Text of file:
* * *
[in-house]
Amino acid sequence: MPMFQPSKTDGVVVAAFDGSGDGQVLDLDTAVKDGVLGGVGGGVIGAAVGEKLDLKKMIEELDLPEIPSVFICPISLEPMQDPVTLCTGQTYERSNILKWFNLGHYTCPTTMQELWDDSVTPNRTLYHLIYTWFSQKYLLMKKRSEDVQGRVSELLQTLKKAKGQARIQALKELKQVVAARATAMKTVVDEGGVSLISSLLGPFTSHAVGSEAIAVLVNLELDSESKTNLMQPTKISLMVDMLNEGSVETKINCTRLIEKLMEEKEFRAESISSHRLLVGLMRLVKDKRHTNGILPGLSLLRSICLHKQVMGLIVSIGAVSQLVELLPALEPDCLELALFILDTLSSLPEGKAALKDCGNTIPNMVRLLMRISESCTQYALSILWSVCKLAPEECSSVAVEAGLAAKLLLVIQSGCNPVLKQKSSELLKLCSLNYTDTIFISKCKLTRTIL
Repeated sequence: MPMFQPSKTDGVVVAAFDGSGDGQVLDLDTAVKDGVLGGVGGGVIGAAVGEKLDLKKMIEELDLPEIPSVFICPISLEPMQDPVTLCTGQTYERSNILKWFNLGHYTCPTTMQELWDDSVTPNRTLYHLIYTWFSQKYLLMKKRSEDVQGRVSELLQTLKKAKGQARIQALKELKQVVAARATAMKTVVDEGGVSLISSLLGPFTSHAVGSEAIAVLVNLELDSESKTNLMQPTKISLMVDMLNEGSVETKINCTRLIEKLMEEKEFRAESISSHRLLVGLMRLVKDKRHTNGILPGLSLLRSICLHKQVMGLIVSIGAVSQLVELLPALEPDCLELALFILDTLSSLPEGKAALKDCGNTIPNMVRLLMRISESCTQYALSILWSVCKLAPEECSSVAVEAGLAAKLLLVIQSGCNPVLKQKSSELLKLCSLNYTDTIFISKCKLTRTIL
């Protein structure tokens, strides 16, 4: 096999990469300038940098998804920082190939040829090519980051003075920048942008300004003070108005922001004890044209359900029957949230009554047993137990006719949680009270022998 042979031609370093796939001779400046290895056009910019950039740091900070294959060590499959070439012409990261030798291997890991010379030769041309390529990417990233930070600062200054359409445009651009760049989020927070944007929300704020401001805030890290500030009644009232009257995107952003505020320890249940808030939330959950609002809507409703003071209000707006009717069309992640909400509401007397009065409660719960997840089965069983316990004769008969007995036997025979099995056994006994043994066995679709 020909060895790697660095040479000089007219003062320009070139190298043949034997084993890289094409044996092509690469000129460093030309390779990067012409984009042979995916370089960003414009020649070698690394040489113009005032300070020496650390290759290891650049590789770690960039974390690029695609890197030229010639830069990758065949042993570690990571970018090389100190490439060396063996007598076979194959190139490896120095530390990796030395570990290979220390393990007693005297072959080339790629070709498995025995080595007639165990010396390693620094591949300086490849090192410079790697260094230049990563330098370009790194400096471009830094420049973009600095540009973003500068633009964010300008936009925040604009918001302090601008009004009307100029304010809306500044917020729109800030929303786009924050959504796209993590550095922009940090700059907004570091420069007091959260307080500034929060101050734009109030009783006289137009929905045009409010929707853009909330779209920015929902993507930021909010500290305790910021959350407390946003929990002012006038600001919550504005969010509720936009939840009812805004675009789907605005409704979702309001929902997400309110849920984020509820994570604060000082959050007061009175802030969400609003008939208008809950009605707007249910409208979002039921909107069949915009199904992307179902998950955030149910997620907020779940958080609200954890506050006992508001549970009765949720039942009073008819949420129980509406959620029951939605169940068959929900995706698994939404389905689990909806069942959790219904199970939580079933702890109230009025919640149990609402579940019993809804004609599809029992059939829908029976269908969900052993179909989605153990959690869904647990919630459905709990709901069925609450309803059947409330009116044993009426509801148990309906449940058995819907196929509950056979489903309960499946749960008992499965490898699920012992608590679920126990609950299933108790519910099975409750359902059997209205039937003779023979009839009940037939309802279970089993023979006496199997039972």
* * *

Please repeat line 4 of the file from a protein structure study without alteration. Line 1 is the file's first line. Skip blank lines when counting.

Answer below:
């Protein structure tokens, strides 16, 4: 096999990469300038940098998804920082190939040829090519980051003075920048942008300004003070108005922001004890044209359900029957949230009554047993137990006719949680009270022998 042979031609370093796939001779400046290895056009910019950039740091900070294959060590499959070439012409990261030798291997890991010379030769041309390529990417990233930070600062200054359409445009651009760049989020927070944007929300704020401001805030890290500030009644009232009257995107952003505020320890249940808030939330959950609002809507409703003071209000707006009717069309992640909400509401007397009065409660719960997840089965069983316990004769008969007995036997025979099995056994006994043994066995679709 020909060895790697660095040479000089007219003062320009070139190298043949034997084993890289094409044996092509690469000129460093030309390779990067012409984009042979995916370089960003414009020649070698690394040489113009005032300070020496650390290759290891650049590789770690960039974390690029695609890197030229010639830069990758065949042993570690990571970018090389100190490439060396063996007598076979194959190139490896120095530390990796030395570990290979220390393990007693005297072959080339790629070709498995025995080595007639165990010396390693620094591949300086490849090192410079790697260094230049990563330098370009790194400096471009830094420049973009600095540009973003500068633009964010300008936009925040604009918001302090601008009004009307100029304010809306500044917020729109800030929303786009924050959504796209993590550095922009940090700059907004570091420069007091959260307080500034929060101050734009109030009783006289137009929905045009409010929707853009909330779209920015929902993507930021909010500290305790910021959350407390946003929990002012006038600001919550504005969010509720936009939840009812805004675009789907605005409704979702309001929902997400309110849920984020509820994570604060000082959050007061009175802030969400609003008939208008809950009605707007249910409208979002039921909107069949915009199904992307179902998950955030149910997620907020779940958080609200954890506050006992508001549970009765949720039942009073008819949420129980509406959620029951939605169940068959929900995706698994939404389905689990909806069942959790219904199970939580079933702890109230009025919640149990609402579940019993809804004609599809029992059939829908029976269908969900052993179909989605153990959690869904647990919630459905709990709901069925609450309803059947409330009116044993009426509801148990309906449940058995819907196929509950056979489903309960499946749960008992499965490898699920012992608590679920126990609950299933108790519910099975409750359902059997209205039937003779023979009839009940037939309802279970089993023979006496199997039972």